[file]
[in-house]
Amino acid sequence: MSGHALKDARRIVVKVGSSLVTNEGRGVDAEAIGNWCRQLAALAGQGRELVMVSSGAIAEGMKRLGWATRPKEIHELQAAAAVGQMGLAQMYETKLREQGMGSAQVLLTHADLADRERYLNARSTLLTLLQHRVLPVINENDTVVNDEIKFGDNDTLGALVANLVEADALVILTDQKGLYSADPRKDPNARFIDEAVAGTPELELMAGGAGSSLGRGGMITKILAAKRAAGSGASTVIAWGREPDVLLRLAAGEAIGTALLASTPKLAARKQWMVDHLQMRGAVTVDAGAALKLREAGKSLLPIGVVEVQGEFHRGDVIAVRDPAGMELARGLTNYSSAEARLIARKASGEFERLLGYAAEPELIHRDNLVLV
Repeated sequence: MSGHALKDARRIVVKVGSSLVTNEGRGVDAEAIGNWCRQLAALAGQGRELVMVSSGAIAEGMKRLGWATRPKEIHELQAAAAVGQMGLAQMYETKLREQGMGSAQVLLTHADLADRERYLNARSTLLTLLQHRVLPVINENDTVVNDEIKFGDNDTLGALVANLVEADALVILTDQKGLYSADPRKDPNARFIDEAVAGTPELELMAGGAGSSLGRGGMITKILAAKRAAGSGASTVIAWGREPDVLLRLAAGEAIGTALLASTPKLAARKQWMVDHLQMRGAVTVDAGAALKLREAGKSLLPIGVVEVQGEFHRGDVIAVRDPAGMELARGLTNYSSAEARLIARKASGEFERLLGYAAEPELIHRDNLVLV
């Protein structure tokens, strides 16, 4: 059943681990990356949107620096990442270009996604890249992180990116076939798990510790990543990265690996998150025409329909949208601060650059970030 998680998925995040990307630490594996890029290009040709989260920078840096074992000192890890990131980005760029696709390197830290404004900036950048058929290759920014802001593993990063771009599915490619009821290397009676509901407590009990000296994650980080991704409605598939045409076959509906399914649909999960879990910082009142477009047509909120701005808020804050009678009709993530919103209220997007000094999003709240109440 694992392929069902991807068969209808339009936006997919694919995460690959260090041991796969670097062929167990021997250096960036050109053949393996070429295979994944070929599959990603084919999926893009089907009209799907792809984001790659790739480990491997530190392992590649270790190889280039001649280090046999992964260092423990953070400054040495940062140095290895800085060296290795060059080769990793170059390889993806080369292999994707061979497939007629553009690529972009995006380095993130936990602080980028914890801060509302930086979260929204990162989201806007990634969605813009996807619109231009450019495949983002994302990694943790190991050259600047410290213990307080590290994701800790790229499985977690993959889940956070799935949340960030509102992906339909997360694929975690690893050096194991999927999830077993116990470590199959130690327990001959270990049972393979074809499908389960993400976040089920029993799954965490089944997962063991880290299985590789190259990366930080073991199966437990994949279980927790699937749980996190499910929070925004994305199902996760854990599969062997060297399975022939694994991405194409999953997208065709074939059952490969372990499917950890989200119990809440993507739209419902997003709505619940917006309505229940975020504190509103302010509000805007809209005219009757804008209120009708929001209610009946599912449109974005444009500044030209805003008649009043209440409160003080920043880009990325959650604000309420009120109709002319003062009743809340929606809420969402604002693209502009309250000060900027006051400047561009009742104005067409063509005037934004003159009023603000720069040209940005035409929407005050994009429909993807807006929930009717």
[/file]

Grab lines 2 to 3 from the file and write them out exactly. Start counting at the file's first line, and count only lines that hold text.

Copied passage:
Amino acid sequence: MSGHALKDARRIVVKVGSSLVTNEGRGVDAEAIGNWCRQLAALAGQGRELVMVSSGAIAEGMKRLGWATRPKEIHELQAAAAVGQMGLAQMYETKLREQGMGSAQVLLTHADLADRERYLNARSTLLTLLQHRVLPVINENDTVVNDEIKFGDNDTLGALVANLVEADALVILTDQKGLYSADPRKDPNARFIDEAVAGTPELELMAGGAGSSLGRGGMITKILAAKRAAGSGASTVIAWGREPDVLLRLAAGEAIGTALLASTPKLAARKQWMVDHLQMRGAVTVDAGAALKLREAGKSLLPIGVVEVQGEFHRGDVIAVRDPAGMELARGLTNYSSAEARLIARKASGEFERLLGYAAEPELIHRDNLVLV
Repeated sequence: MSGHALKDARRIVVKVGSSLVTNEGRGVDAEAIGNWCRQLAALAGQGRELVMVSSGAIAEGMKRLGWATRPKEIHELQAAAAVGQMGLAQMYETKLREQGMGSAQVLLTHADLADRERYLNARSTLLTLLQHRVLPVINENDTVVNDEIKFGDNDTLGALVANLVEADALVILTDQKGLYSADPRKDPNARFIDEAVAGTPELELMAGGAGSSLGRGGMITKILAAKRAAGSGASTVIAWGREPDVLLRLAAGEAIGTALLASTPKLAARKQWMVDHLQMRGAVTVDAGAALKLREAGKSLLPIGVVEVQGEFHRGDVIAVRDPAGMELARGLTNYSSAEARLIARKASGEFERLLGYAAEPELIHRDNLVLV